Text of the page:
The Perks of Being a Wallflower is a beautiful and painful story about 15-year-old Charlie and his experiences through his freshman year of high school. Unlike most diary novels, Charlie writes his accounts in the form of a letter to an unknown friend and within those letters he is brutally and unabashedly honest. The year before freshman year his one and only friend committed suicide and when he was six, his favorite aunt passed away in a car accident, both of which he holds himself accountable. Charlie is a wallflower who blends in with his surroundings but observes everything in incredible detail. It isn’t until he befriends seniors Patrick and Samantha that he even begins to come out of his shell and “experience” high school.

My Take:

The reason I read this book was because it cause quite a stir at the middle school where I work. There are some pretty detailed scenes about teens talking about rumors they heard of other teens having sex and drug use. There is also a teen pregnancy which results in an abortion without the parents knowing. This book is truly a great read and deals with the not so pretty side of growing up that unfortunately some teens face. My biggest advice is to know your teen and what they are capable of reading, understanding and handling. As for those details? Don’t jump around and look for all the “dirty” parts because if you read them out of context that is all you are going to get out of it … “dirty parts.” Read the whole book and take it for what the author intends it to be.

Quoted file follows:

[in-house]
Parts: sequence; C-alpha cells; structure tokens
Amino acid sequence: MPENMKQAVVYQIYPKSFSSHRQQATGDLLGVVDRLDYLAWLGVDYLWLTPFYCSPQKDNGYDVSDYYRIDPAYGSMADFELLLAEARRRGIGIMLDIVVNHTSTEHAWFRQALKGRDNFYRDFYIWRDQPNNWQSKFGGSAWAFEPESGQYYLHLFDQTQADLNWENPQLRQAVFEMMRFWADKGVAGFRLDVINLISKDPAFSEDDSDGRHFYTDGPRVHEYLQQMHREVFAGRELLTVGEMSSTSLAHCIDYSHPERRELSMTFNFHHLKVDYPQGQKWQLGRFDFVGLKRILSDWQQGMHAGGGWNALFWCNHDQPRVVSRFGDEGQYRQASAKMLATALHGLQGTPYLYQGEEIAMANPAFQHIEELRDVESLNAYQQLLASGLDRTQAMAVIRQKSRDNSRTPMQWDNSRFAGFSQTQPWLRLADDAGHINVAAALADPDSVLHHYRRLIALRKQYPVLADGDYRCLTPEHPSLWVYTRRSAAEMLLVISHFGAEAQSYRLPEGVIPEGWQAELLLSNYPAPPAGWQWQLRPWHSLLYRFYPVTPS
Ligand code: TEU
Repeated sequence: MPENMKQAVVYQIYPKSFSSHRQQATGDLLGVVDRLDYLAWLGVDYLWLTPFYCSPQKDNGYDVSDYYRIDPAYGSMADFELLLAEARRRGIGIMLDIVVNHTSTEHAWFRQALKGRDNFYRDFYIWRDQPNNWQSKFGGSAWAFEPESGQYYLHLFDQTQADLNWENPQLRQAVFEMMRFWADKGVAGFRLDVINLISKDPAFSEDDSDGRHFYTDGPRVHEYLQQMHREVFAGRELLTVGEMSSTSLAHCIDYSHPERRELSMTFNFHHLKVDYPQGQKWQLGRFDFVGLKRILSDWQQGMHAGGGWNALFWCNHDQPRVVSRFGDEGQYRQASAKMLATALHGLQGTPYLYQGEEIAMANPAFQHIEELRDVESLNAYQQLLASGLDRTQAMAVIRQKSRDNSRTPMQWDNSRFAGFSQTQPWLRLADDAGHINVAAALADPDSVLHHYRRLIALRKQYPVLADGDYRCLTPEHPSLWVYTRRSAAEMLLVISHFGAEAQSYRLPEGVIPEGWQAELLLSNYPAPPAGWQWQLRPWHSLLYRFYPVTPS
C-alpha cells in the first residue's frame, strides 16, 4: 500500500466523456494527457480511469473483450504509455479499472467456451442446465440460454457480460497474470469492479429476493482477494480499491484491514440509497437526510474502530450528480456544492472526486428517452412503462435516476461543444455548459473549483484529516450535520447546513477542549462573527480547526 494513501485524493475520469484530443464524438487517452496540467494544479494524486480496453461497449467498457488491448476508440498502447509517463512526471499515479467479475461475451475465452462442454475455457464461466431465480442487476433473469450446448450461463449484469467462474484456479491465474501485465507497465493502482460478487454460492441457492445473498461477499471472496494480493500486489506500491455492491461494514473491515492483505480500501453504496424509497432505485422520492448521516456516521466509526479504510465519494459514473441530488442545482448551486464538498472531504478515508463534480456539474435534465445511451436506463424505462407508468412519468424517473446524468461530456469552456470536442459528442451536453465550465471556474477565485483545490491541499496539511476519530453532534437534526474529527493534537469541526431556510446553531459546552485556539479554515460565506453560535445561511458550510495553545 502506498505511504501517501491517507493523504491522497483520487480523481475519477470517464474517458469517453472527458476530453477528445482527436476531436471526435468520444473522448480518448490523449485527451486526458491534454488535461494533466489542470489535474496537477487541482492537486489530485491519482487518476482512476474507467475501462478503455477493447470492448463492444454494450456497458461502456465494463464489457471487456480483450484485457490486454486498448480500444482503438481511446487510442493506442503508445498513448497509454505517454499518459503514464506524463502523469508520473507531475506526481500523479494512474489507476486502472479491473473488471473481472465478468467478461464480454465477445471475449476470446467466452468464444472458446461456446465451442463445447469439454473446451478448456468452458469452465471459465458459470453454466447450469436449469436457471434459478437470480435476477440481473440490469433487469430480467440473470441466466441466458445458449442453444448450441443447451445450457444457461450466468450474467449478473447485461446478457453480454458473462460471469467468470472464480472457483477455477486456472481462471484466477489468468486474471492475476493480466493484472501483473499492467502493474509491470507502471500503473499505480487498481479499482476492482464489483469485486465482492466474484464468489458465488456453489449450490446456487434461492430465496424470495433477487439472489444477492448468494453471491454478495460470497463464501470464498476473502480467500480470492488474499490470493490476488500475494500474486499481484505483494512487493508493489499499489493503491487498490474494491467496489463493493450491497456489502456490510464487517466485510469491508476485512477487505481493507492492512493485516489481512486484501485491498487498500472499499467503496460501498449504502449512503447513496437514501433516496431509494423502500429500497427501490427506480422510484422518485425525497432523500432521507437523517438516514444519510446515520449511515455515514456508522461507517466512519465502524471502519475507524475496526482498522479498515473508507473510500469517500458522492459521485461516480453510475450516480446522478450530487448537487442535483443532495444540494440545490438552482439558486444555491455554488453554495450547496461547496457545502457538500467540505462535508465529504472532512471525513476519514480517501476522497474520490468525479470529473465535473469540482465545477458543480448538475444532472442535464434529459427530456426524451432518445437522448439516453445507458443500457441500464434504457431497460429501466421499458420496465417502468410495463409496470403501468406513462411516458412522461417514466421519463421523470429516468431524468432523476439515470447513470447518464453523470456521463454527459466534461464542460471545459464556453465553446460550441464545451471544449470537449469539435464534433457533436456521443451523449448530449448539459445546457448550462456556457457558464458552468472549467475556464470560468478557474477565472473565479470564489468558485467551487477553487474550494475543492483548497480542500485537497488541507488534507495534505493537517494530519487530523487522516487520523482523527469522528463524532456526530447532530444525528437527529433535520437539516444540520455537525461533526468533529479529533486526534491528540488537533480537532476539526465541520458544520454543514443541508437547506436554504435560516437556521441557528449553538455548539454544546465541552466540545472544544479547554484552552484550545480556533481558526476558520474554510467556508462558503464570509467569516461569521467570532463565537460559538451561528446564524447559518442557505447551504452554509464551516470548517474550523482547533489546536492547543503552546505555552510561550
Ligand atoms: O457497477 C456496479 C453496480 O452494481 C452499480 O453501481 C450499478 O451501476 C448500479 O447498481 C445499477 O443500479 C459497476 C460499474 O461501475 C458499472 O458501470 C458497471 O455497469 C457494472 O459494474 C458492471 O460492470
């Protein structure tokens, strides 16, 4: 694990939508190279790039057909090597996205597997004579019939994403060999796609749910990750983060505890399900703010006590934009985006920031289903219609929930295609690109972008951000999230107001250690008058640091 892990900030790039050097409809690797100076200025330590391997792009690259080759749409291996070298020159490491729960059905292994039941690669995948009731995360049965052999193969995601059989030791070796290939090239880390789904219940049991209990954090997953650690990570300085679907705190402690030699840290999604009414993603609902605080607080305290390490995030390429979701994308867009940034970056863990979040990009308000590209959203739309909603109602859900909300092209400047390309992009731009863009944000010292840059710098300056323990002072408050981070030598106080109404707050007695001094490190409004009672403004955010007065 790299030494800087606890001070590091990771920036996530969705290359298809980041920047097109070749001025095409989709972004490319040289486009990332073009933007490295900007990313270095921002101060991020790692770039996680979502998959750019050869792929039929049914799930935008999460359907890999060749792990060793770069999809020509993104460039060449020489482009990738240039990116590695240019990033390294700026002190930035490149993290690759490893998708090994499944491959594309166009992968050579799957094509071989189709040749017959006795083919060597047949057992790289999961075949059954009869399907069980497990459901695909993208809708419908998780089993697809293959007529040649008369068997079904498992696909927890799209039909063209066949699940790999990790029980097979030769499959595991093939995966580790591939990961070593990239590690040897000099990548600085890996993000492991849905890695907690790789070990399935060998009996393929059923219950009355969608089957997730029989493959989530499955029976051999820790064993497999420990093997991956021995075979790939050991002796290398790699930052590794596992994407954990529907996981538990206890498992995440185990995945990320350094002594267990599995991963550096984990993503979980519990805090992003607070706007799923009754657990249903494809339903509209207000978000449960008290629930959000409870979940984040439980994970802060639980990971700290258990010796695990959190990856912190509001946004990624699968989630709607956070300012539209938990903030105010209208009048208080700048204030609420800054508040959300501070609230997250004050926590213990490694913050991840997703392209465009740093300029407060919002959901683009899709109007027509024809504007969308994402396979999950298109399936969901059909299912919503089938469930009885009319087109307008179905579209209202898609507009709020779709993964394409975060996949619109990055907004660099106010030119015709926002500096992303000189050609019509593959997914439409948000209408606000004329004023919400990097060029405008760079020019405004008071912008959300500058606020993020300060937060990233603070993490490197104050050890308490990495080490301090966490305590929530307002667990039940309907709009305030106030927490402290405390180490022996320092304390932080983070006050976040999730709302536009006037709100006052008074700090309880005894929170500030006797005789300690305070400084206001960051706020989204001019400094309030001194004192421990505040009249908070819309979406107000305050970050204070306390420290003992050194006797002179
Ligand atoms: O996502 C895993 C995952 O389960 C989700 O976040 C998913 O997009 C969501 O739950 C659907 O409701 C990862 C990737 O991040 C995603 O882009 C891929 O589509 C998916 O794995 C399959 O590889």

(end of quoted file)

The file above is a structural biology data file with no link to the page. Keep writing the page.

Charlie is a wallflower because he observes people and feels very deeply for the experiences around him. He must deal with the intensity of a first crush, the excitement around a new-found “private” activity, beer parties, bad trips, and sex. Charlie encounters and deals with everything that is prevalent in high schools today. My favorite part of the book is when Charlie, Samantha, and Patrick are driving around listening to music. Samantha and Patrick ask Charlie if he is ok because he has gotten silent and he looks at them and says, “I feel infinite … and in that moment, I swear we were infinite.” What a powerful moment! At that moment in the book I was reminded of the nights spent driving my convertible with my girlfriends and music blaring. I too, truly believed those nights would go on forever.

Rating: 4 out of 5 stars … I wasn’t very happy with the ending 😦

Similar read: Thirteen Reasons Why by Jay Asher

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Something Like Fate by Susane Colasanti

Title: Something Like Fate

Author: Susane Colasanti

Publisher: Speak      Year: 2011

ISBN-13: 978-0142418826

Genre: Fiction

Age: 12 and up

Themes / Subjects: high school, relationships, romance, young adult, teen love

Plot Summary:

Erin and Lani are not just best friends, they are soul sisters bonded together in the deepest ways and yet total opposites. Lani is environmentally conscious and the president of the school’s One World Club whose goal is to make students more green friendly. Erin is part of the popular group and completely boy crazy. Erin begins dating fellow popular kid Jason, but there is an unmistakable chemistry between Jason and Lani! When Erin goes away for the summer, Lani is encouraged by her friend to spend more time with Jason but the temptation of love is proving to be too much. Lani must make a difficult decision … put her friendship first or give in to true love.

My Take: